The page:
Murder on the Orient Express

Murder on the Orient Express

by

Agatha Christie

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Murder on the Orient Express: Part 2 Chapter 12 Summary & Analysis

Summary
Analysis
Poirot is confused by the interview with Ms. Debenham. He tells M. Bouc that he believes this was a premeditated crime, rather than a crime of passion, and he was trying to shake Ms. Debenham’s self-possession. Given that she and Colonel Arbuthnot have a prior relationship, he expected them to provide alibis for each other, but instead their alibis are confirmed by strangers.
Poirot interrogated Mary Debenham in a heavy-handed way because he believes she has the “cool, resourceful brain” necessary to pull of the murder, which he now believes was premeditated. He also raises an unconventional aspect of the crime: strangers offering alibis for each other. Particularly in Arbuthnot and Ms. Debenham’s case, the two have kept scrupulously apart since their time together on the train to Istanbul.
Themes
Detective Methods and Inner Lives Theme Icon
Deception and Genre Expectations Theme Icon
Poirot has only one witness left to call: Hildegarde Schmidt, who is Princess Dragomiroff’s lady’s maid. Poirot was adversarial with Ms. Debenham, but with Hildegarde “he was at his kindest and most genial, setting the woman at her ease.” He also slips into German so that Hildegarde can converse in her native language.
Poirot again calibrates his approach to the witness, finding a kind approach the best way to gather information from Hildegarde Schmidt. His status as an “international detective” pays off as well, as he has enough German to interview her in her native language, setting her further at ease.
Themes
National Identity and International Connections Theme Icon
Detective Methods and Inner Lives Theme Icon
Hildegarde maintains that she doesn’t know anything. She says she was called to attend to the Princess the previous night. When she notes that she doesn’t like to wear a dressing gown in the presence of the Princess, Poirot gently interrupts to compliment her “scarlet” dressing gown. She replies that hers is dark blue. According to Hildegarde, after massaging the Princess, she returned to her cabin and slept.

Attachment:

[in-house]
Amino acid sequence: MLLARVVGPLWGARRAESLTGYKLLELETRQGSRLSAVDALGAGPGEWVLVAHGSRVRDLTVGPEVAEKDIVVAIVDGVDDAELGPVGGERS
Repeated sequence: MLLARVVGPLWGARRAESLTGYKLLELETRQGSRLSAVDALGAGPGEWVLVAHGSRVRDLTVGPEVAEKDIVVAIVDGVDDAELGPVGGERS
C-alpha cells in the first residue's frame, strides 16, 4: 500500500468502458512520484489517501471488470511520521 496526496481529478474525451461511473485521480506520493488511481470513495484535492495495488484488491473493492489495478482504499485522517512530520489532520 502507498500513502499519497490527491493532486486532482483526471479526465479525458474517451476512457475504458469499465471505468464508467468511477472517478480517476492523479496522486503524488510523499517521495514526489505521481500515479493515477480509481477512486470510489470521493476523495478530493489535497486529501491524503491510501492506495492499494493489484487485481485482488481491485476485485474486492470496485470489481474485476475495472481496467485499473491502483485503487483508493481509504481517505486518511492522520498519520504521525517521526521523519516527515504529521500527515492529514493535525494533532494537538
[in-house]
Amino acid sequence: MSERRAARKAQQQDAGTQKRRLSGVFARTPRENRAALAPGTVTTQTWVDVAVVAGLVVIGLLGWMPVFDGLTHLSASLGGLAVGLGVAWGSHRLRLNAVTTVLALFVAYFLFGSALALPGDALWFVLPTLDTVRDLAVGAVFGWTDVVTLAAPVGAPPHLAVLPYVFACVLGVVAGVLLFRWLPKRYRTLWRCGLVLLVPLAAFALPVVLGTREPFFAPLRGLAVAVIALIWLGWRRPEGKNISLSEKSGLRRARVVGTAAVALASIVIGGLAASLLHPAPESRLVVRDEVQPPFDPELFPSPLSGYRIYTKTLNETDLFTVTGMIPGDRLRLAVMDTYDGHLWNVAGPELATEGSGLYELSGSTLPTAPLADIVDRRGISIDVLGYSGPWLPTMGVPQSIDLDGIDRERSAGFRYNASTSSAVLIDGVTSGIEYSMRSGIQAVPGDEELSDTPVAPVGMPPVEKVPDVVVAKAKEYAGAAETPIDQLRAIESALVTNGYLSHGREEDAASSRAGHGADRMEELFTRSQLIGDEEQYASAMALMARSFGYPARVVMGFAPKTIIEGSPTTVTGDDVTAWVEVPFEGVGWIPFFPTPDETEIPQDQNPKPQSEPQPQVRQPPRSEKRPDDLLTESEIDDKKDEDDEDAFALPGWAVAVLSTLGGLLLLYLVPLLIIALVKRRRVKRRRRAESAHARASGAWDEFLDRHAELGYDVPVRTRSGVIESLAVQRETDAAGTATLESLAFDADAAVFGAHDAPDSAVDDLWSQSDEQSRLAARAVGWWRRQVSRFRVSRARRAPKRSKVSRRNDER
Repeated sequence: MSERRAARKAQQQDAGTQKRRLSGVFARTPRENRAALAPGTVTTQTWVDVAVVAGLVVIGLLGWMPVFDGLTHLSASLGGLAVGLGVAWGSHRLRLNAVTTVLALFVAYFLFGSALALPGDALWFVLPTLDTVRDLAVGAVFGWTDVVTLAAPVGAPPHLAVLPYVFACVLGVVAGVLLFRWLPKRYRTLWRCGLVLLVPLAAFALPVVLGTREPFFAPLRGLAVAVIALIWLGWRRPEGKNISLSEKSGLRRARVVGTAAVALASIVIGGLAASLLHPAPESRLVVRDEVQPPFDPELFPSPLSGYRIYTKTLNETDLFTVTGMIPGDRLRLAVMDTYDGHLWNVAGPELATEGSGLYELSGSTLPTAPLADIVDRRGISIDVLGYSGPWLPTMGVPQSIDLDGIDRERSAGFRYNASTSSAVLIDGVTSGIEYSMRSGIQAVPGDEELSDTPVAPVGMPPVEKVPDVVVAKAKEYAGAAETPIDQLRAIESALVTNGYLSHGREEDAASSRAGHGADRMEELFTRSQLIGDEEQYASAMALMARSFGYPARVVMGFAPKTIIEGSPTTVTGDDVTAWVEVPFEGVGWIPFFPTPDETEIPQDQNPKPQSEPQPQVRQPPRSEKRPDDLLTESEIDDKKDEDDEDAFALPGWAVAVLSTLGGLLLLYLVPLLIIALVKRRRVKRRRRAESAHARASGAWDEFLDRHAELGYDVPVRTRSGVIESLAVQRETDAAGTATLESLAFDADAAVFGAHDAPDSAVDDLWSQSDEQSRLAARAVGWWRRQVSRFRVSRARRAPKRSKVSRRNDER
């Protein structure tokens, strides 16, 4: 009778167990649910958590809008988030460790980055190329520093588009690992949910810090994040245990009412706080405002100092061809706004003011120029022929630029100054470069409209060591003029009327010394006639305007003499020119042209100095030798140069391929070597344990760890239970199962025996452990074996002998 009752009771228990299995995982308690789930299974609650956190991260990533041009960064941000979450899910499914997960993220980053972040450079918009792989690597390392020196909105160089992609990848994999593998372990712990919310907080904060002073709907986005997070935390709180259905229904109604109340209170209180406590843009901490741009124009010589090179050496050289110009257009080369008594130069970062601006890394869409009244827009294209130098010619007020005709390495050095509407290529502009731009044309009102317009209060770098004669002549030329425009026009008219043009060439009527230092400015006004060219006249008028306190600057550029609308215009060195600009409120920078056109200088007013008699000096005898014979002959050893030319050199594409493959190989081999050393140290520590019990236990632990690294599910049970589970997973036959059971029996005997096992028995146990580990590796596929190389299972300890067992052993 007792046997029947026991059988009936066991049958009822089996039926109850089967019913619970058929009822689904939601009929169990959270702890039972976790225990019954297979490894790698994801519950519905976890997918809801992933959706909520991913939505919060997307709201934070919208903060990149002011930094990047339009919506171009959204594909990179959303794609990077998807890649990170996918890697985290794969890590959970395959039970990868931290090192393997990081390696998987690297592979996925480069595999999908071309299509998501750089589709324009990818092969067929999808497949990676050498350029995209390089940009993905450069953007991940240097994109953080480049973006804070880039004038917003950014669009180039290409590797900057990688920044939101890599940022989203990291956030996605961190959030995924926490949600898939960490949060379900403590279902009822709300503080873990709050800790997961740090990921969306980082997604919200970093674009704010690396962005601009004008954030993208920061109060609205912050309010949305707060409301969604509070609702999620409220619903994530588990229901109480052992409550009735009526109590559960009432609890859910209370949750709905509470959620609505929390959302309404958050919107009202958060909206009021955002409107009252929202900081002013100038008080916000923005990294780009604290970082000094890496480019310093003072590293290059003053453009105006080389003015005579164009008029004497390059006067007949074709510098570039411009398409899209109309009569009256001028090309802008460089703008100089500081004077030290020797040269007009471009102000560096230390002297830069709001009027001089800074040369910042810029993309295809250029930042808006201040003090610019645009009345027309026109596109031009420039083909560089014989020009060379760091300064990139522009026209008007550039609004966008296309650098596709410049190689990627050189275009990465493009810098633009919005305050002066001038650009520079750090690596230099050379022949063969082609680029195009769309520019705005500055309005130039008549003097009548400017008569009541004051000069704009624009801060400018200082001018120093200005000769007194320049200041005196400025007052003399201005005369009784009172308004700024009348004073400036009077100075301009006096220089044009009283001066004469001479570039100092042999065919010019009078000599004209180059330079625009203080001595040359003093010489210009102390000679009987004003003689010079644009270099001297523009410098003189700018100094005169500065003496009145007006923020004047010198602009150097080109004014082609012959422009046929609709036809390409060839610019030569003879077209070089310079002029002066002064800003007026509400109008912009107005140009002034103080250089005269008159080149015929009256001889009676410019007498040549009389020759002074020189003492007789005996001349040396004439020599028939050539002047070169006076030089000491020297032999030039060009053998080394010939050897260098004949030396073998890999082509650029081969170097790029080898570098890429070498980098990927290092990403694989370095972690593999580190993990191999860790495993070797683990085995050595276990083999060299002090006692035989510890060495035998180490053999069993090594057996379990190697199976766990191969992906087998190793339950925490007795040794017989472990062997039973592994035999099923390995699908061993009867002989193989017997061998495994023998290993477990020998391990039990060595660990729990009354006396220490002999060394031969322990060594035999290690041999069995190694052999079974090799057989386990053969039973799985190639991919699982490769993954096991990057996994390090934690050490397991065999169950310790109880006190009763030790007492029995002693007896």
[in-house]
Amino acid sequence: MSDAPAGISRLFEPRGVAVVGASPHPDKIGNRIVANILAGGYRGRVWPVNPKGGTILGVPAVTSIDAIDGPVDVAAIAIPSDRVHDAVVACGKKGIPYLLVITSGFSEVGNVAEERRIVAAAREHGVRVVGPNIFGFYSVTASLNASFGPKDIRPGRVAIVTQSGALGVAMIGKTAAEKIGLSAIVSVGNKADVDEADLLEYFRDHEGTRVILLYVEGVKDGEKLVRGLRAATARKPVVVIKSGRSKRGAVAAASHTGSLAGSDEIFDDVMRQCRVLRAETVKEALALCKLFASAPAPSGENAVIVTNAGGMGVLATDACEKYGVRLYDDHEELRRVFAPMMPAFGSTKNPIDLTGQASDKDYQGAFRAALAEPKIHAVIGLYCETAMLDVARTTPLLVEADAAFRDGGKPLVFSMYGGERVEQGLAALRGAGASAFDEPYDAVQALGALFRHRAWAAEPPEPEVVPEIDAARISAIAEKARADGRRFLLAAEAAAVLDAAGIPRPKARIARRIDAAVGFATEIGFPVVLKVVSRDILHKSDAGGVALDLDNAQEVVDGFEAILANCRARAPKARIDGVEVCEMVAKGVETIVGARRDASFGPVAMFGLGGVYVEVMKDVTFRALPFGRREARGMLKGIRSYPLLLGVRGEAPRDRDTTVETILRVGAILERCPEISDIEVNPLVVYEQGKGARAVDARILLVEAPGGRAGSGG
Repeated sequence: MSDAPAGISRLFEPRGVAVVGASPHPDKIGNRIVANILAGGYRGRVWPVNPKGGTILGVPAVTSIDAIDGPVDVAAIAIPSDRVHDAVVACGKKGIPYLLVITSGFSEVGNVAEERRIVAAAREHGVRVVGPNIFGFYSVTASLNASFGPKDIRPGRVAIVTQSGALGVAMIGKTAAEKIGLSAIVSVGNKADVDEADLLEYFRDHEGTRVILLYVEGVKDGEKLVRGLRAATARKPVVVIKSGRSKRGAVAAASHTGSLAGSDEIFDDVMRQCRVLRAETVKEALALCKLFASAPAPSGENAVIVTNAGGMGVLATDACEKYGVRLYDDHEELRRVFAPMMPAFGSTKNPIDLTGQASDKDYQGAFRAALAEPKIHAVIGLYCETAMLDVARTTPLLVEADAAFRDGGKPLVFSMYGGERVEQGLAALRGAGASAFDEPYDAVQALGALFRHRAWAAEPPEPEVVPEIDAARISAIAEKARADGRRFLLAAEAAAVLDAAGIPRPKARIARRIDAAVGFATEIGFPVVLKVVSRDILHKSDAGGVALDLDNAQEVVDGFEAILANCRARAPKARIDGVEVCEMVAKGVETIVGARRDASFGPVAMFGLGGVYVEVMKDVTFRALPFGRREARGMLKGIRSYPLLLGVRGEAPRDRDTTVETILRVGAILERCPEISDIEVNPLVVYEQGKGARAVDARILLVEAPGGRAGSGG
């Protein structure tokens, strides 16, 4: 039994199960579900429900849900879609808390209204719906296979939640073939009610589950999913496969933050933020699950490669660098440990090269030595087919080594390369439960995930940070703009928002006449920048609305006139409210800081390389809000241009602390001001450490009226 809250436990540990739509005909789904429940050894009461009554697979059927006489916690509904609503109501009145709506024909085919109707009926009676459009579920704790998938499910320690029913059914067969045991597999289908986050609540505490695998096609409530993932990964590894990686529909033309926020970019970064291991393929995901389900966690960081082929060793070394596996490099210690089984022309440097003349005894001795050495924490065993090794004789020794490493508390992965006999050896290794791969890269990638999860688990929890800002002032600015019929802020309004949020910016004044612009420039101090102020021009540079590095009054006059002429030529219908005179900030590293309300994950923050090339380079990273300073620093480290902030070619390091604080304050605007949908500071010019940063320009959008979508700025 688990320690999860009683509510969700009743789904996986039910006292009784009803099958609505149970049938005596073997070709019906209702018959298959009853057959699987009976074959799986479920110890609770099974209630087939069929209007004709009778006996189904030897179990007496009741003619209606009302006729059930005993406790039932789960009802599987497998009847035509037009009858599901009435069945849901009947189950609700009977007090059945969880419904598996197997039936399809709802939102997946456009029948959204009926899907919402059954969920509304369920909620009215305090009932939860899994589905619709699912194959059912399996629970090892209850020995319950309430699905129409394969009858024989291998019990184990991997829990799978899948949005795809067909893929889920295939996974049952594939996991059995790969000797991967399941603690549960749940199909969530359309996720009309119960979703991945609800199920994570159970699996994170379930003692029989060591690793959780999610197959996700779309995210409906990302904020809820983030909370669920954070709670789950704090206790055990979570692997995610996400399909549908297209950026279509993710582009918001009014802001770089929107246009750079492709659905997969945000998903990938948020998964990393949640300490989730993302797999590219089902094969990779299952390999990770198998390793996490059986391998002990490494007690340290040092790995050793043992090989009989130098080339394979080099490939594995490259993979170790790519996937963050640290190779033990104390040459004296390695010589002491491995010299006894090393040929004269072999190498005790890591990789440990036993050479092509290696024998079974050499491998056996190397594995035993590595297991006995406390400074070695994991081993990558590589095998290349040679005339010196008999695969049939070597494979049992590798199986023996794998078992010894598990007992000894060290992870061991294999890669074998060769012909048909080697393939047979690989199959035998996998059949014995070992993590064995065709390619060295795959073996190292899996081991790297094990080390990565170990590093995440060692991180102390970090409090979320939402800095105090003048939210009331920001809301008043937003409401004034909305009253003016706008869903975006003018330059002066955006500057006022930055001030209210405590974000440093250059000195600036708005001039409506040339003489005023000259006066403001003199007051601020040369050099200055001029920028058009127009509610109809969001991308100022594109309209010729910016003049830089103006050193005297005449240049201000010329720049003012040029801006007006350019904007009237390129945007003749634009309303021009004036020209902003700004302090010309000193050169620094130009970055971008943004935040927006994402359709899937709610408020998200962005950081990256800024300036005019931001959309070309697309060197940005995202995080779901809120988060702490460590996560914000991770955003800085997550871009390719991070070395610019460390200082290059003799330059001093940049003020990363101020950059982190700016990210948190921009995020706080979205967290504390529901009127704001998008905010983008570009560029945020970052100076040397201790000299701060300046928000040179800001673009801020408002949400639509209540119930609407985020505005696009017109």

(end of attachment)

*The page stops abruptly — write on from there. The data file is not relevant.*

Having put Hildegarde at ease, Poirot hopes to surprise her by acting as if he knows more than he does: namely, the color of her dressing gown. Poirot’s efforts to build rapport lead to a situation where he adds details that it would be easy for the suspect to confirm, provided that the details are true.
Themes
Detective Methods and Inner Lives Theme Icon
Poirot asks whether Hildegarde saw a woman in a scarlet dressing gown and her eyes “bulge,” but she denies it. However, she did see a conductor coming out of one of the compartments and walking swiftly past her in the other direction, a fact that M. Bouc particularly treats as sensational. The conductor passed her moving towards the dining car, ignoring a ringing bell.
Hildegarde, unbalanced by the suggestion about her dressing gown, reveals that she knows more than she lets on, bulging her eyes as Poirot asks about the scarlet kimono. She also reveals that there was a conductor in one of the compartments, which as M.Bouc’s surprise shows, is new information. The fact that there was a conductor moving away from the ringing bell either contradicts Pierre Michel’s account or suggests that there was another conductor, or someone dressed as a conductor, in the Paris train car.
Themes
Deception and Genre Expectations Theme Icon
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M. Bouc sends for the three conductors so that Hildegarde can identify the man she saw. In the meantime, Poirot asks whether the handkerchief found in Ratchett’s room is hers. Hildegarde responds “I? Oh, no, Monsieur,” which Poirot finds odd, hearing a “nuance of hesitation” in it.
There are three conductors on the train attending to the Bucharest, Athens, and Paris train cars. If none of these resemble the man Hildegarde saw, it may point to a stranger disguised as a conductor. Poirot also follows up on the monogrammed handkerchief, as the “H” initial might point to “Hildegarde.” Hildegarde denies ownership saying “I? Oh, no” which Poirot detects as implying that she knows it belongs to someone else.
Themes
Detective Methods and Inner Lives Theme Icon
Deception and Genre Expectations Theme Icon
When the three conductors, including Pierre Michel, arrive, Hildegarde claims that none of them are the man she saw. Asked to describe the man, Hildegarde remembers a small, dark man, who said “pardon me” in a feminine voice.
None of the conductors resemble the conductor that Hildegarde saw. She describes instead, almost to the letter, the man that Hardman had suggested as the assailant that Ratchett was expecting.
Themes
Deception and Genre Expectations Theme Icon